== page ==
10 Billion Bulbs


Introducing the CEM Global Lighting Challenge

Lighting currently accounts for 15% of the global electricity consumption — more than the electricity generated by all the nuclear power stations in the world — and for 5% of worldwide greenhouse gas emissions. On the other hand, 1.4 billion people lack access to modern energy services, including reliable lighting, and are, if anything, using hazardous energy sources like kerosene.

To solve these immense problems, the Clean Energy Ministerial (CEM) is launching the Global Lighting Challenge (GLC) — a race to deploy 10 billion high-efficiency, high-quality, and affordable lighting products (like LEDs) as quickly as possible. The GLC was launched formally during COP21 in Paris on December 7, 2015.

Including the U.S., 13 country countries and the European Commission have already endorsed the GLC and are actively contributing to achieve the 10-billion goal. The initiative is now looking for participants to make commitments to stock, sell, promote, finance, or implement supporting policies encouraging the sales of advanced lighting products. These would be big and small businesses, retailers and manufacturers, regional and global development agencies, and local and national governments, to name a few. To learn more and participate, please visit:

The U.S. Department of Energy (DOE) is advancing a number of programs to accelerate adoption and use of the next generation of lighting, including R&D investments and public/private partnerships. These programs bring down product costs, ensure product quality, and help consumers benefit from these advanced technologies.

  • DOE’s Better Buildings Outdoor Lighting Accelerator (OLA) is working with dozens of municipalities over a two-year period to accelerate the deployment of high efficiency outdoor lighting in the public sector, with the conversion goal of over 1,500,000 lighting fixtures, while developing best practice approaches to system-wide street lighting upgrades for this period and the longer term.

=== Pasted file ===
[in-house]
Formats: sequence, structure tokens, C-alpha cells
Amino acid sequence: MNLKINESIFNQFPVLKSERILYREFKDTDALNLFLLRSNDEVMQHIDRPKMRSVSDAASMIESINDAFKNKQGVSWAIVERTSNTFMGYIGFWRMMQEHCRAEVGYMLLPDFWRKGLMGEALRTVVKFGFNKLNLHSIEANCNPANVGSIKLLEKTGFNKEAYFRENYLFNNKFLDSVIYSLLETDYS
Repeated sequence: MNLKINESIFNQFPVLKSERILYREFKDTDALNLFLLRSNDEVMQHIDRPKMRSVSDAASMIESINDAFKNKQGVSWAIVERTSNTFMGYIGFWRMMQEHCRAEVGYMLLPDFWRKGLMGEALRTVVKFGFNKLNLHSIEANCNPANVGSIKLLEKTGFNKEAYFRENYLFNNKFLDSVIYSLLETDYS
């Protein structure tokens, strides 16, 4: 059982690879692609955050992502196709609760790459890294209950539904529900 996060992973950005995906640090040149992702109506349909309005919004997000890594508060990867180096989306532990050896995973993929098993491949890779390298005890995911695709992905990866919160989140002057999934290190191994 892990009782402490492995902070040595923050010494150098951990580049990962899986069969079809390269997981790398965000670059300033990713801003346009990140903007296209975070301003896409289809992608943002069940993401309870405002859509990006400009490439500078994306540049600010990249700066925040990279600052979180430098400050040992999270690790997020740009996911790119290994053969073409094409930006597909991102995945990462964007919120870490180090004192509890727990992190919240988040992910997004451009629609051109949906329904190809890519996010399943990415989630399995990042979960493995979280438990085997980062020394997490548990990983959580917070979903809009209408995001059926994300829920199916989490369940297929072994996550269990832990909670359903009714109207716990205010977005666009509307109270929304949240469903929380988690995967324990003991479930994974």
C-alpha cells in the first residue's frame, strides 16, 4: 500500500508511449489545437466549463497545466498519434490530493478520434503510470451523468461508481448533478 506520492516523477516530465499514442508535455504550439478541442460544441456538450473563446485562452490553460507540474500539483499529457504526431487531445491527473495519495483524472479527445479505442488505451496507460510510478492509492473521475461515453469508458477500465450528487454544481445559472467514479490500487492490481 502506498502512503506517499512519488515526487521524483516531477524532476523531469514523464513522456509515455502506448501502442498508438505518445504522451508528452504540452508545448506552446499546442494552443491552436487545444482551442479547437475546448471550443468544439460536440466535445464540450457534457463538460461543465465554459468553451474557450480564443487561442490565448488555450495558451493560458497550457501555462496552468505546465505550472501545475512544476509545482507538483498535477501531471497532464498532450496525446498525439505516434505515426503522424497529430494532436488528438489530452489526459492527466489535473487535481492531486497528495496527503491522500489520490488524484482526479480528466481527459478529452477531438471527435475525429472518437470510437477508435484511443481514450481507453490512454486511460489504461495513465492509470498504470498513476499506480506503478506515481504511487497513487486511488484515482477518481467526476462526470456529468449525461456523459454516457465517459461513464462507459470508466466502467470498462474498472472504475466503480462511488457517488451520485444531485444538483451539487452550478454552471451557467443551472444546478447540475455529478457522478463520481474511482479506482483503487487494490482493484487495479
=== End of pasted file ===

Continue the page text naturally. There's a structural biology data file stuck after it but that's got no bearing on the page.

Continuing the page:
• DOE's Lighting Energy Efficiency in Parking Campaign (LEEP) was launched in 2012 with the goal to plan or install energy efficient lighting in at least 750 million square feet of parking space.
  • DOE’s Interior Lighting Campaign (ILC) is the recently launched lighting initiative with a goal to replace 1 million standard troffers (the equivalent of roughly 100 million square feet of lighted space) with high efficiency troffer lighting by May 2016.

These U.S. focused programs are shining examples of initiatives that will help the U.S. meet its climate goals and exemplify the leadership required to reach global climate goals. In fact, an overnight global transition to highly efficient LED lamps could avoid 801 Mt of CO2 emissions, equivalent to displacing 684 coal-fired power plants for a year. Such things don’t happen on their own or overnight, so the GLC’s commitment to accelerate efficiency in lighting is of utmost importance. By 2030, the work of initiatives like the GLC is projected to deploy 50% more lighting globally — an increase demanded by urbanization and a growing populus — while consuming 50% less energy compared to today. More than just a statistic, these efforts are a socioeconomic imperative — an improvement for humanity and environment, rooted in the innovation and collaboration spurred by efficient lighting.


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Towards our goal of 10 billion bulbs